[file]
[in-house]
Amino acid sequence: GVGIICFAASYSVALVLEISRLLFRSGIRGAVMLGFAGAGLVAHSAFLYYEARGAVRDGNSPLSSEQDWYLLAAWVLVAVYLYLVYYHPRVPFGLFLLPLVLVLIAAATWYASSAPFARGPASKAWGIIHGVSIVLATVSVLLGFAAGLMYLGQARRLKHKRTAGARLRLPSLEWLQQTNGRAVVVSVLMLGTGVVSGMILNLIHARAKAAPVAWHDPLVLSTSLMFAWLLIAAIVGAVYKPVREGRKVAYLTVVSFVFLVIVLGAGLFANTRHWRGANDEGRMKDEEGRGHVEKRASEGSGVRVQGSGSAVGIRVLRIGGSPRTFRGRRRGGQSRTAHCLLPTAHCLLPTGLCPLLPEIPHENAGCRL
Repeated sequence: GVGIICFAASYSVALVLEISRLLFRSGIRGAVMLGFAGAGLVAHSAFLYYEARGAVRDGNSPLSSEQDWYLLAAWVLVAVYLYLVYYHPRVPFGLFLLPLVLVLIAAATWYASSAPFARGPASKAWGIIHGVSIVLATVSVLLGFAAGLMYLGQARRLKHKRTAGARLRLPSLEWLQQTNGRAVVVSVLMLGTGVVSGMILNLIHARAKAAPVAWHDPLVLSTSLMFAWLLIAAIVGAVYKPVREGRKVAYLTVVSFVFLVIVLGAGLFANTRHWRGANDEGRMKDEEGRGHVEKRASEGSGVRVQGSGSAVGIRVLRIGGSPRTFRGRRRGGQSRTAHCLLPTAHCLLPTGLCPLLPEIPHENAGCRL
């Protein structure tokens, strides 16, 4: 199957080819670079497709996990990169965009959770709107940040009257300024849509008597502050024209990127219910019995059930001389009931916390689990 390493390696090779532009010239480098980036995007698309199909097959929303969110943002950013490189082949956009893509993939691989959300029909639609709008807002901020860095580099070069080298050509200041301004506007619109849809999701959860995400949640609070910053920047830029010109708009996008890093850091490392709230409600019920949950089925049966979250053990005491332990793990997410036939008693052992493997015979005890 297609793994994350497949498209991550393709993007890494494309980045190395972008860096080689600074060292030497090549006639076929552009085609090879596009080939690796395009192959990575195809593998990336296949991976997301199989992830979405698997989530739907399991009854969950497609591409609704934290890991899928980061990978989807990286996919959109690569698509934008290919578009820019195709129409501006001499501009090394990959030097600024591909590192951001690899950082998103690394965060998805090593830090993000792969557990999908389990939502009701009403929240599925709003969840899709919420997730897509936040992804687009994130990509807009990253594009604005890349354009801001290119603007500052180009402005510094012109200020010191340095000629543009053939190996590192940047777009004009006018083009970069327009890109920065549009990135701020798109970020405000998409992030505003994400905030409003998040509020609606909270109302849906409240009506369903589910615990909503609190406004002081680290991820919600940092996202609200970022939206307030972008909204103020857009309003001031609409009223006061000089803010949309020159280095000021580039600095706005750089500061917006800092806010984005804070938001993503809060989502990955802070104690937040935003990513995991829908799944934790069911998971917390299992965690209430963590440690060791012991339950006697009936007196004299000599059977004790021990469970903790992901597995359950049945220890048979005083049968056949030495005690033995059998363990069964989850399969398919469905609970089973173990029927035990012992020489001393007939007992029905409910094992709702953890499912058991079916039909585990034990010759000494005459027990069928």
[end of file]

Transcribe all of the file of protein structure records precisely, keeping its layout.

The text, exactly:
[in-house]
Amino acid sequence: GVGIICFAASYSVALVLEISRLLFRSGIRGAVMLGFAGAGLVAHSAFLYYEARGAVRDGNSPLSSEQDWYLLAAWVLVAVYLYLVYYHPRVPFGLFLLPLVLVLIAAATWYASSAPFARGPASKAWGIIHGVSIVLATVSVLLGFAAGLMYLGQARRLKHKRTAGARLRLPSLEWLQQTNGRAVVVSVLMLGTGVVSGMILNLIHARAKAAPVAWHDPLVLSTSLMFAWLLIAAIVGAVYKPVREGRKVAYLTVVSFVFLVIVLGAGLFANTRHWRGANDEGRMKDEEGRGHVEKRASEGSGVRVQGSGSAVGIRVLRIGGSPRTFRGRRRGGQSRTAHCLLPTAHCLLPTGLCPLLPEIPHENAGCRL
Repeated sequence: GVGIICFAASYSVALVLEISRLLFRSGIRGAVMLGFAGAGLVAHSAFLYYEARGAVRDGNSPLSSEQDWYLLAAWVLVAVYLYLVYYHPRVPFGLFLLPLVLVLIAAATWYASSAPFARGPASKAWGIIHGVSIVLATVSVLLGFAAGLMYLGQARRLKHKRTAGARLRLPSLEWLQQTNGRAVVVSVLMLGTGVVSGMILNLIHARAKAAPVAWHDPLVLSTSLMFAWLLIAAIVGAVYKPVREGRKVAYLTVVSFVFLVIVLGAGLFANTRHWRGANDEGRMKDEEGRGHVEKRASEGSGVRVQGSGSAVGIRVLRIGGSPRTFRGRRRGGQSRTAHCLLPTAHCLLPTGLCPLLPEIPHENAGCRL
């Protein structure tokens, strides 16, 4: 199957080819670079497709996990990169965009959770709107940040009257300024849509008597502050024209990127219910019995059930001389009931916390689990 390493390696090779532009010239480098980036995007698309199909097959929303969110943002950013490189082949956009893509993939691989959300029909639609709008807002901020860095580099070069080298050509200041301004506007619109849809999701959860995400949640609070910053920047830029010109708009996008890093850091490392709230409600019920949950089925049966979250053990005491332990793990997410036939008693052992493997015979005890 297609793994994350497949498209991550393709993007890494494309980045190395972008860096080689600074060292030497090549006639076929552009085609090879596009080939690796395009192959990575195809593998990336296949991976997301199989992830979405698997989530739907399991009854969950497609591409609704934290890991899928980061990978989807990286996919959109690569698509934008290919578009820019195709129409501006001499501009090394990959030097600024591909590192951001690899950082998103690394965060998805090593830090993000792969557990999908389990939502009701009403929240599925709003969840899709919420997730897509936040992804687009994130990509807009990253594009604005890349354009801001290119603007500052180009402005510094012109200020010191340095000629543009053939190996590192940047777009004009006018083009970069327009890109920065549009990135701020798109970020405000998409992030505003994400905030409003998040509020609606909270109302849906409240009506369903589910615990909503609190406004002081680290991820919600940092996202609200970022939206307030972008909204103020857009309003001031609409009223006061000089803010949309020159280095000021580039600095706005750089500061917006800092806010984005804070938001993503809060989502990955802070104690937040935003990513995991829908799944934790069911998971917390299992965690209430963590440690060791012991339950006697009936007196004299000599059977004790021990469970903790992901597995359950049945220890048979005083049968056949030495005690033995059998363990069964989850399969398919469905609970089973173990029927035990012992020489001393007939007992029905409910094992709702953890499912058991079916039909585990034990010759000494005459027990069928």